Open the stance a bit more, so the toe line points about 40 degrees left of target. Finally, make the most important adjustment — back off the ball a bit. Stand two or three inches farther away than you would on a normal cut shot. This will lower your hands, lower the blade and enhance that feeling of being down and under the ball. 

Make the same wristy takeaway as for a basic cut and be sure once again that the lengths of your backswing and followthrough are equal and are proportional to the distance of the shot you want to play. 

Super cut

If you’re like me, you sometimes find yourself in situations like the one here. You’re dead-behind a high hedge, a tree, or whatever, and the only escape route is over the top of the obstacle. This calls for a super cut. 

You need to make the ball climb as fast as possible, and to do that you have to exaggerate all the adjustments for the basic and steep cuts. Lay back the clubface so that it points about 30 degrees right of your target and so that the chrome back of the club is on the ground. Weaken your grip a hair more and open your stance so that your toe line points about 45 degrees left of the target line. Stand about an inch farther from the ball than you did for the steep cut and be sure that at least three quarters of your weight is back on your right foot.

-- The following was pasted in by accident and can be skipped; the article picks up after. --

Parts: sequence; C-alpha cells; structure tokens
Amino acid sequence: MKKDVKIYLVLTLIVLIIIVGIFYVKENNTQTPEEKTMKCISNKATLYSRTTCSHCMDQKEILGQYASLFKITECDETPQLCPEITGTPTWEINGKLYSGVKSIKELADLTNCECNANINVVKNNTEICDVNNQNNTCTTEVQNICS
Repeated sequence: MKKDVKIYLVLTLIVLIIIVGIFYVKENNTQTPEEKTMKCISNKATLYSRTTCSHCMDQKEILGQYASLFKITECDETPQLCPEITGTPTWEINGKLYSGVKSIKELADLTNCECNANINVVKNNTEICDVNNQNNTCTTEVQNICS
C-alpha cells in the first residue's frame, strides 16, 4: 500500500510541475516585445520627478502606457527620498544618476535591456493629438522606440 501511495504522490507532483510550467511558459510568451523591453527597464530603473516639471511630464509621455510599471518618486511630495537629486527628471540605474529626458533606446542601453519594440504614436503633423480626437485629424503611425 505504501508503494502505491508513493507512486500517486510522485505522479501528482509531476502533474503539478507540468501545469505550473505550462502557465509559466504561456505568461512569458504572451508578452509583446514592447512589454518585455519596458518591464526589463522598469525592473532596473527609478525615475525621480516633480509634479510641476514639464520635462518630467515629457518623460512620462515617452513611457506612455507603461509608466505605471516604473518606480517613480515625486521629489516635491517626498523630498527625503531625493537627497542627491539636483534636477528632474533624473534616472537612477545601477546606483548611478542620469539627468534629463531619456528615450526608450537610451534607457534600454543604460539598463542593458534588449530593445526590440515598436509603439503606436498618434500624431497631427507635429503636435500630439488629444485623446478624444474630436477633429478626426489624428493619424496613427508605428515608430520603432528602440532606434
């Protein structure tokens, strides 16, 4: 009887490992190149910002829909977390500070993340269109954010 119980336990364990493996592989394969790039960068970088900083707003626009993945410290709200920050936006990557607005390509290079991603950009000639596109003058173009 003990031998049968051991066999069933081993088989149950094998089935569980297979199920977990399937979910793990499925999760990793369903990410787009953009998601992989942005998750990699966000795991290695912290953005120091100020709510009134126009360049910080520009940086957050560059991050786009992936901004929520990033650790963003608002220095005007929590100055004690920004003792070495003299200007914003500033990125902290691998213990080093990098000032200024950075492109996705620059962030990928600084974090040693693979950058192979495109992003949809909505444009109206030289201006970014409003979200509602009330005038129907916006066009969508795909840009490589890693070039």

I learned the true secret to this shot from Seve Ballesteros, whom I consider to be the finest shotmaker in the game today. I was practicing the shot, when Ballesteros walked over and told me to increase the flex in my right knee. I hit a few more practice shots, as Seve stood there, tapping my knee with the grip end of his club, like a concert maestro tapping a baton. Finally, after Seve got my knee where he wanted it, I was hitting super cuts that rose like helium balloons. 

So put plenty of flex in the right knee and keep it there throughout the swing. There’s no better way to stay down and under this shot. One last bit of advice on the super cut: Swing harder than usual. Remember, you have so much loft on that clubface that you’ll have to hit the ball fairly hard if you want it to travel any appreciable distance forward. 

Zephyr Melton Editor

Zephyr Melton is an assistant editor for where he spends his days blogging, producing and editing. Prior to joining the team at GOLF, he attended the University of Texas followed by stops with the Texas Golf Association, Team USA, the Green Bay Packers and the PGA Tour. He assists on all things instruction and covers amateur and women’s golf. He can be reached at